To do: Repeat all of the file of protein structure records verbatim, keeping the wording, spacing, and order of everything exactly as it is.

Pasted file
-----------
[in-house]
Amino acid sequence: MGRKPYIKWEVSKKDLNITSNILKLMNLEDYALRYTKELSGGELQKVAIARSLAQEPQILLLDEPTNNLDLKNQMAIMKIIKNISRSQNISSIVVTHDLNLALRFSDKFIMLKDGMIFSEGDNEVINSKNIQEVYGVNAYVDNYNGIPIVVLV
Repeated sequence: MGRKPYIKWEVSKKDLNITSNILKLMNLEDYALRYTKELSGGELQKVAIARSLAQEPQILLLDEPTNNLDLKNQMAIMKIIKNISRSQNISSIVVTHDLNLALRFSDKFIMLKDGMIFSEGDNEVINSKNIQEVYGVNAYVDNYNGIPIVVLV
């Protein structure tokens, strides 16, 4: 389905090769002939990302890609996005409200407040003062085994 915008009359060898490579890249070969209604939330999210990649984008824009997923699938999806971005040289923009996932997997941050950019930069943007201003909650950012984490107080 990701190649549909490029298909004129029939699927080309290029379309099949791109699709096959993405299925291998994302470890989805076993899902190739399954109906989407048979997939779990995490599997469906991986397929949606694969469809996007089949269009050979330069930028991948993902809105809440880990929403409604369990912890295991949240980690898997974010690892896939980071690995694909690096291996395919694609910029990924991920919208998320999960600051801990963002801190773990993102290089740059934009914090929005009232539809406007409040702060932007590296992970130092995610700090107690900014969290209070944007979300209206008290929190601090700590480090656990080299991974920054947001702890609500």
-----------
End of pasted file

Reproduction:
[in-house]
Amino acid sequence: MGRKPYIKWEVSKKDLNITSNILKLMNLEDYALRYTKELSGGELQKVAIARSLAQEPQILLLDEPTNNLDLKNQMAIMKIIKNISRSQNISSIVVTHDLNLALRFSDKFIMLKDGMIFSEGDNEVINSKNIQEVYGVNAYVDNYNGIPIVVLV
Repeated sequence: MGRKPYIKWEVSKKDLNITSNILKLMNLEDYALRYTKELSGGELQKVAIARSLAQEPQILLLDEPTNNLDLKNQMAIMKIIKNISRSQNISSIVVTHDLNLALRFSDKFIMLKDGMIFSEGDNEVINSKNIQEVYGVNAYVDNYNGIPIVVLV
């Protein structure tokens, strides 16, 4: 389905090769002939990302890609996005409200407040003062085994 915008009359060898490579890249070969209604939330999210990649984008824009997923699938999806971005040289923009996932997997941050950019930069943007201003909650950012984490107080 990701190649549909490029298909004129029939699927080309290029379309099949791109699709096959993405299925291998994302470890989805076993899902190739399954109906989407048979997939779990995490599997469906991986397929949606694969469809996007089949269009050979330069930028991948993902809105809440880990929403409604369990912890295991949240980690898997974010690892896939980071690995694909690096291996395919694609910029990924991920919208998320999960600051801990963002801190773990993102290089740059934009914090929005009232539809406007409040702060932007590296992970130092995610700090107690900014969290209070944007979300209206008290929190601090700590480090656990080299991974920054947001702890609500």